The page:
We’ve visited the AMnet office several times to acquaint ourselves with the various staff members and to get a better idea about what we will be doing when we travel to Kambia. Kambia is located on the Guinean border and is known to be a hot spot for human trafficking. The Inter-Generational Project we will be working on will focus on improving communication approaches between elders and youths. Talk about such issues as the practice of Female Genital Mutilation (FGM) and sexual relationships between these generations is fairly taboo; youths are not encouraged to ask questions about these issues and, as a result, come away ill-equipped to deal with the pressures of FGM and STDs such as HIV. Over the next few days we will be looking at the various models for inter-generational communication and methods for opening the channels of dialogue between people.
We are currently living with a friend of Hawa’s named Michael. He is a Nigerian who works on web development for the president of Sierra Leone, Earnest Bai Koroma. Michael rents a few rooms on the bottom floor of a three-story building and, although it is surrounded by a concrete wall (supposedly to keep people out), there is a steady stream of footfalls outside our window each night: little kids laughing, chickens clucking, dogs scampering away from some unknown danger, and the soft exchanges between mothers and their children. One of these regulars is Joseph, former solider in the Kamajor army. The Kamajor were an independent militia that fought against the Revolutionary United Front (RUF); they employed the use of major superstition to keep them from danger when fighting and, unfortunately, committed many of the horrific atrocities that they were supposedly fighting against.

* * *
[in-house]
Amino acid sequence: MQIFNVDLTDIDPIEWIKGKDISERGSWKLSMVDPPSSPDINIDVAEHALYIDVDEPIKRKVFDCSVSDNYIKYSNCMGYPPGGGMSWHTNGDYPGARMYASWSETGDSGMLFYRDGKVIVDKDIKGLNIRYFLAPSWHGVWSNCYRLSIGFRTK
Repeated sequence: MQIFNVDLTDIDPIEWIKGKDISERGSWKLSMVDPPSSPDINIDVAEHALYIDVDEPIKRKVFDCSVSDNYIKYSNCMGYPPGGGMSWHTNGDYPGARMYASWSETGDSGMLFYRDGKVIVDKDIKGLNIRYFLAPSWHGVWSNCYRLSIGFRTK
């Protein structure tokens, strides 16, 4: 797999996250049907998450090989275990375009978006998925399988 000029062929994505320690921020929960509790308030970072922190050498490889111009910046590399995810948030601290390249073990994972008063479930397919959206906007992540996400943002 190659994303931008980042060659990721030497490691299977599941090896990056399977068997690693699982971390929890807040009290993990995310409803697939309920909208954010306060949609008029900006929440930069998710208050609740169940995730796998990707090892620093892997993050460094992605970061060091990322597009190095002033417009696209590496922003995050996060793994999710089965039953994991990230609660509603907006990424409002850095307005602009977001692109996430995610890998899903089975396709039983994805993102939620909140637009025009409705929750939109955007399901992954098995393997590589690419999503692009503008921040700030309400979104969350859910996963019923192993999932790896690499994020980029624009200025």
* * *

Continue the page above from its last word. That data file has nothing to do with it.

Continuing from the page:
Joseph is 33-years old and has multiple scars on his head and torso from the war. When I asked him about the parallel scars on his arms, he said that the Kamajor believed such marks would make them invincible to gunfire, and even make them invisible in the bush. I good-naturedly told him it must have worked as he is one of the most chiseled men I have ever seen, but he quickly said, “Sort of,” as he pointed to a few oblong shapes on his head: “Shrapnel.” He lives in a few rooms in the back of Michael’s house with his wife-to-be and two children. He completed his certification in auto mechanics just prior to the war, but has yet to find steady employment since its conclusion. With his soft smile and easy-going manner, it is hard to believe that he was one of the many caught up in the madness of the war where the lines between the good guys and bad guys, so to speak, was wholly indistinct.
That’s it for now…we’ll write again soon.